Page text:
Roughness Factors for Evaluation and Design of Relief Device Installations

Welcome to Inglenook's blog, Fireside Chats. Our goal for the blog is to address topics that may not be encountered everyday, but do deserve some consideration during efforts to ensure facilities are operating safely. Many "fireside chats" have led to great ideas, improvements, and opportunities. We hope these do too.

Roughness Factors for Evaluation and Design of Relief Device Installations

Friday, September 16, 2016

For overpressure protection systems involving pressure relief valves, the frictional losses in the inlet and outlet piping is used as a means for evaluating the installation of the pressure relief valve, particularly as a measure of whether the pressure relief valve will operate in a stable manner as installed.  For those systems involving rupture disks, the frictional losses throughout the piping system is often used as a means for evaluating the capacity of the system.  A key parameter in the determination of frictional pressure drops in turbulent flow is the friction factor itself, which is dependent on the roughness factor, as described by Benedict1:

Wall roughness is a term loosely used to describe the complex size, shape and spacing of the protrusions found on the inner wall of a pipe…  Although it is normal practice to assign a single number, the relative roughness (ε/D), to signify the condition of the pipe wall, it should be recognized that the absolute roughness (ε) is of necessity some sort of statistical attempt to indicate only the size of the protrusions…  Because of the lack of a satisfactory technique for measuring pipe roughness, our knowledge of the friction factor for rough pipes, in the transition or the fully rough region, is believed to be no better than ±10%.

Most sources present the roughness factor for clean and new piping, based on Moody’s seminal work:2, 3, 4

  • Drawn tubing (new):  0.00152 mm = 0.00006 in = 0.000005 ft
  • Commercial steel (new):  0.0457 mm = 0.0018 in = 0.00015 ft

It is well established that for vulnerable piping in corrosive services, particularly water distribution systems on which the data are based, the pipe surface deteriorates with age.1, 5  In relief systems analysis, it is not uncommon to account for the potential of surface degradation or fouling, particularly for discharge piping in atmospheric systems where the piping can be exposed to moisture and air. We have also seen the use of higher roughness factors for discharge piping in flare systems where multiple fluid services may be experienced, relief fluid is not consistently flowing, and the piping is carbon steel; however, many (including ourselves) would argue that given the uncertainty inherent in the pressure drop calculations commonly used, gaining precision in parameters such as piping roughness is not warranted.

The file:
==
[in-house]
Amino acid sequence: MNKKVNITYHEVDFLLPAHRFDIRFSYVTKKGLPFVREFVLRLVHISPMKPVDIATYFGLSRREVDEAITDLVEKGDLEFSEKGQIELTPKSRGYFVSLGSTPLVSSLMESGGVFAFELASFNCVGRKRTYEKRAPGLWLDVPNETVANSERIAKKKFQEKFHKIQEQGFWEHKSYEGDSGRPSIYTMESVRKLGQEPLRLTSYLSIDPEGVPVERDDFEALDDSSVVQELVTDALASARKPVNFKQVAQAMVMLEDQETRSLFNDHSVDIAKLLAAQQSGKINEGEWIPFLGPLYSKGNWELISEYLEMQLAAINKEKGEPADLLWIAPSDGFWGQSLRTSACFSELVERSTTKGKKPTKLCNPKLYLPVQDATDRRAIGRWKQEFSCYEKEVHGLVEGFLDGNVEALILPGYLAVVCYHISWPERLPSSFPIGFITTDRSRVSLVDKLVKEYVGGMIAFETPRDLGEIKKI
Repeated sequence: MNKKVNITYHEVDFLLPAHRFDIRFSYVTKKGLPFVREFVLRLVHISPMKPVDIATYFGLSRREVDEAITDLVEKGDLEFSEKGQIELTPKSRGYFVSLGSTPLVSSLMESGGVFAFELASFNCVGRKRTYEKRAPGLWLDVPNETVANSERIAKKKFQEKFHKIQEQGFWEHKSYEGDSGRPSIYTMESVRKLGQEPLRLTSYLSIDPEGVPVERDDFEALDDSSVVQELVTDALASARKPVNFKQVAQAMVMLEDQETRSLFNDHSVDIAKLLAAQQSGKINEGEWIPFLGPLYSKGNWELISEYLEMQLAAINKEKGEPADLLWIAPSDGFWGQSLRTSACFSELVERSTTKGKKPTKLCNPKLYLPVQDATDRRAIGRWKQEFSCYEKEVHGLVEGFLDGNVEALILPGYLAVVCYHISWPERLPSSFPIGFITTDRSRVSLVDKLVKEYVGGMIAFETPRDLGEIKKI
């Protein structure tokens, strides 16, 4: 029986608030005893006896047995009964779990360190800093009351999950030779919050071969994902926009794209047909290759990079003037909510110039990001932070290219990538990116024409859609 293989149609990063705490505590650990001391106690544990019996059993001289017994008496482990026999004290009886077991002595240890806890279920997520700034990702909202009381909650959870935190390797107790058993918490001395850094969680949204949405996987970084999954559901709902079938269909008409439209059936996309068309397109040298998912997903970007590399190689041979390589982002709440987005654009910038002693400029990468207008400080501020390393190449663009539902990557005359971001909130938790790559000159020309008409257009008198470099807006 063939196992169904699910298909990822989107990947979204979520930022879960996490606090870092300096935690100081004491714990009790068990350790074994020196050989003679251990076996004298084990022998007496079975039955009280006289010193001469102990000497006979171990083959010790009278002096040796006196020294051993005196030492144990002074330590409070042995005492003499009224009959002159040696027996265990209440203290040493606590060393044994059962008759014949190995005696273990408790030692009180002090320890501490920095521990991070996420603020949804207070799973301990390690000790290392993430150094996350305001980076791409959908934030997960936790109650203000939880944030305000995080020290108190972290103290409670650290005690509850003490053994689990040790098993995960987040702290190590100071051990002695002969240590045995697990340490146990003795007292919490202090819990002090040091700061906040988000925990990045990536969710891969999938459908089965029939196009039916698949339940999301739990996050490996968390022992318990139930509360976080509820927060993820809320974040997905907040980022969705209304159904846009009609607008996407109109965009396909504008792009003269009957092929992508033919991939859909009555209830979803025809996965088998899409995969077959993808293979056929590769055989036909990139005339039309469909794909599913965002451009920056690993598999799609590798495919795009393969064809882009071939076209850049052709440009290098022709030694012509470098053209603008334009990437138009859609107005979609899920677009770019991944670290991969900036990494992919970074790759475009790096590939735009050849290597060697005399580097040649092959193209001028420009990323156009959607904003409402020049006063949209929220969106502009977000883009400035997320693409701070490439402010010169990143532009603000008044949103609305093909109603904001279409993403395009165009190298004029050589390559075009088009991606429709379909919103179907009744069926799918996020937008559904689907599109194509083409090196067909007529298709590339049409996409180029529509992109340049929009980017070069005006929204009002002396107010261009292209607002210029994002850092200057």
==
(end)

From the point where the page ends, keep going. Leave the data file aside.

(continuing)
As a quasi-test of this assertion, we took the calculations for a recently completed relief system analysis for a small unit in which the baseline roughness factor was 0.006” (for potential light corrosion), and reran over 100 pressure drop calculations for pressure relief valves experiencing incompressible and compressible flowing conditions at roughness factors of 0.0015” and 0.015” (well beyond the ±10% inherent error of the roughness factor mentioned above).  The pressure drop calculations all show that significant changes in the roughness factor are well within the margin of error for the pressure drop calculations themselves (±25%).  While we would readily agree with anyone who wishes to argue the statistical validity of this comparison (the relief device installations in one unit at one company are certainly not representative of the entire population of installations and relieving conditions), it at least lends some credence to the common claim that the selection of the roughness factor has a low impact on the primary result of pressure drop.

In the planned update for the Second Edition of the CCPS Guidelines for Pressure Relief and Effluent Handling, the work of Darby6 is recommended for use in evaluation of relief piping systems.  In our experience, these ranges are representative of what is used in industry for these calculations. 

Roughness factors, adapted from (Darby R. ,2001, p. 163) Table 6-16



Range [in]

Recommended [in]

Commercial steel


0.0008 – 0.0040



Light rust

0.006 – 0.040



General rust

0.04 – 0.10


Drawn stainless


0.00006 – 0.00040


Figure showing results of test case calculations (compressible and incompressible)

[1] Benedict RP. Fundamentals of Pipe Flow. 1980; New York: John Wiley & Sons.
[2] Tilton JN. “Fluid and Particle Dynamics”. In Perry RH and Green DW. Perry’s Chemical Engineers’ Handbook (pp. 6.1-6.54). 1997; New York: McGraw Hill.
[3] Crane . Technical Paper 410: Flow of Fluids. 2009; Joliet: Crane Company.
[4] Moody, F. (1944). “Friction Factors for Pipe Flow”. Transactions of the American Society of Mechanical Engineers. 1944; 66: 671-684.
[5] Colebrook, White. “The reduction of carrying capacity of pipes with age”. Journal of the Institution of Civil Engineers. 1937; 99./small>
[6] Darby R. Chemical Engineering Fluid Mechanics. 2001; Boca Raton: CRC Press.

Post has no comments.
Post a Comment

Your email address will not be published. Required fields are marked *